Returning sub delivers some special presents
Groton — Waiting near the pier for the submarine USS Missouri to return, Genevieve Cavanaugh was planning to put a large bow on her husband's head and ask him to sit by their Christmas tree at home. His safe return from a six-month deployment, she said, is the only present she wants.
"I'm set for Christmas," Cavanaugh said Friday while awaiting the Missouri's return to the Naval Submarine Base. She pushed a stroller holding her 5-day-old daughter, Ea Christine, and 16-month-old son, Arrell Flynn.
Cavanaugh said she was on the verge of tears just thinking about her husband, Arrell, a machinist's mate on the Missouri, meeting Ea and seeing Arrell Flynn walk for the first time.
The Missouri (SSN 780), a new Virginia-class submarine, returned to the base Friday from its maiden six-month deployment, bringing more than 130 officers and sailors home in time for the holidays.
Rear Adm. Kenneth M. Perry, commander of Submarine Group Two, said Cmdr. Michael D. Luckett, Missouri's commanding officer, and his crew completed key and sensitive missions and participated in important exercises with allies in the European theater. "From the operational side, the exercises, visiting the various countries during the deployment, and of course, the special time of year to be coming home and rejoining their families, it was just a very successful deployment," he said. "I'm happy to welcome them home."
The children in the crowd quickly noticed a distinguished visitor standing atop the hull — Santa Claus. Reese Clark, 6, asked her mother if the man, who did not have Santa's distinctive round belly, was actually Santa. "It's Santa's representative," Suzanne Clark, wife of Master Chief Ronald Clark, the chief of the boat, said with a laugh.
Luckett said Santa met the crew on the Thames River since his sleigh could land topside. He said he was glad to be home after an outstanding, and, at times, challenging deployment.
The newest Virginia-class submarine to deploy, the Missouri was given some of the tougher missions, Luckett said, but the crew pulled together and accomplished everything "through teamwork and tenacity."
One of the first sailors off the submarine, Arrell Cavanaugh quickly found his family and cradled his daughter in his arms. "She's beautiful," he said. "She's so little. I don't want to break her."
Ea was born Dec. 15 at Lawrence + Memorial Hospital in New London, weighing 7 pounds, 8 ounces.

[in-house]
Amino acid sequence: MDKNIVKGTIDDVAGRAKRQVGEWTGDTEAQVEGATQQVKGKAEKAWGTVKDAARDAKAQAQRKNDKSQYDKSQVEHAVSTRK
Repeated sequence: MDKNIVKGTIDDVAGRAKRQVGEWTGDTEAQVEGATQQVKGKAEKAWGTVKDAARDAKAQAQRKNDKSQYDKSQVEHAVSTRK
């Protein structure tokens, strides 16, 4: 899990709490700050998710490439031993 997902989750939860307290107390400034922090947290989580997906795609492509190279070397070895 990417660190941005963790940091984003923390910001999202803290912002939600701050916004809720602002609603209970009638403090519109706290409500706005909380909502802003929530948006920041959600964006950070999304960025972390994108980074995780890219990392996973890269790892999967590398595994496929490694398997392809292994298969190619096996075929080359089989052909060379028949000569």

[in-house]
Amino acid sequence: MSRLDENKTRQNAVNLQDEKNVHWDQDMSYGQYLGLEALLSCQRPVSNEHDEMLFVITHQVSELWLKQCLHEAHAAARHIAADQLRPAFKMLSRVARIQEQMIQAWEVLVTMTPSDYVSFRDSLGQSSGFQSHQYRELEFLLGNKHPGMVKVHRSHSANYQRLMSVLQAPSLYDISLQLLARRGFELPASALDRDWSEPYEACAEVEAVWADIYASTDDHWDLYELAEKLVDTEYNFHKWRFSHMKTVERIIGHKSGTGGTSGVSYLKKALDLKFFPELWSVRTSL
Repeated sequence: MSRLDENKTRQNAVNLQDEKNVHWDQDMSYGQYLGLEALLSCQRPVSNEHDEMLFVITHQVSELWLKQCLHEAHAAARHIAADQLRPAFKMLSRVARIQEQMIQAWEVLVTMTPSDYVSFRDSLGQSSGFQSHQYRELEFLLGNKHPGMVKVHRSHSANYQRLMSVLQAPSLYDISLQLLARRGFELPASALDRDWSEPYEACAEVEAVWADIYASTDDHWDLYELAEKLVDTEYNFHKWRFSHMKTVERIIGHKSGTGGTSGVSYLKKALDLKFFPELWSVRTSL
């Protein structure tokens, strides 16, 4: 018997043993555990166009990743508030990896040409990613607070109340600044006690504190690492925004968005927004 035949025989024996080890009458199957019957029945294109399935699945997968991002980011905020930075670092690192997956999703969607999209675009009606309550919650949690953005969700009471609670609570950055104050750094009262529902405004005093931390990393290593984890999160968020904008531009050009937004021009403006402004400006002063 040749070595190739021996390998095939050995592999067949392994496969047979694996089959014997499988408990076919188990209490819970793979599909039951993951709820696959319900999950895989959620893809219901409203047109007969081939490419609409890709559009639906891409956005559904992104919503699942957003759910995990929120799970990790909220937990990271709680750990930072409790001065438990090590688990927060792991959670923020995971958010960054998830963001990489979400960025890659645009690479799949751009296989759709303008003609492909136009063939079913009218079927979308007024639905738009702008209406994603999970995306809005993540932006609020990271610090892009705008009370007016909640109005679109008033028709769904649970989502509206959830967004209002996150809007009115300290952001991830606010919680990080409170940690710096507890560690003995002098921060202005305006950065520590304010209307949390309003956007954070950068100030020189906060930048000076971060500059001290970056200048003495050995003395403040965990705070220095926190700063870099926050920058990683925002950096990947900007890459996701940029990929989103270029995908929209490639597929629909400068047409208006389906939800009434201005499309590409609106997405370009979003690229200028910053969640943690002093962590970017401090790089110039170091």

A large group anxiously waited to see Senior Chief Kellen Voland. High school sweethearts Voland and his wife, Laura, graduated from Robert E. Fitch Senior High School in 2002. Laura Voland teaches fourth grade at Claude Chester Elementary School and her father, Tom Kiely, works for Electric Boat. The couple has two daughters and lives in Ledyard.
"We're all very excited," said Laura Voland.
"To say the least!" added Kellen Voland's mother, Margaret.
His father, Kurt, said having Kellen home for the holidays is "the best Christmas present."
"We're obviously very, very proud of him," he said.
After Kellen Voland reunited with his family, he said, "Seeing my girls makes it all worth it."
"Coming from this area, we grew up with this all the time," he said. "To be a part of it is really special."
The Missouri was one of eight attack submarines on the East Coast that left for a six-month deployment in 2013. After heading for the European theater on June 18, the submarine made port calls in Norway, Scotland and England.
Three Submarine Group Two boats will remain at sea during the holidays, the Groton-based USS Virginia and USS San Juan, and the Norfolk, Va.-based USS Scranton.
The maiden deployment for the Missouri was also the first for many of the sailors, including Adam Brackston, an electronics technician. His mother, Chris, attempted to surprise him by traveling from Florida to attend the homecoming. She said she couldn't miss it.
Her surprise was somewhat foiled by the submarine's periscope, since Adam Brackston spotted his mother on the pier, taking pictures of the Missouri with her iPad. He said he felt slightly unprepared and overwhelmed. "I would've tried to get a haircut if I knew she was coming," he said.
Tyler Schneider, an electronics technician, embraced his wife, Leigh, and lifted her in the air. The couple planned to get engaged after the deployment but decided to spontaneously wed six days before the submarine left.
Returning in time for Christmas, Schneider said, is amazing. "It's everything I thought it would be," he said, "and more."
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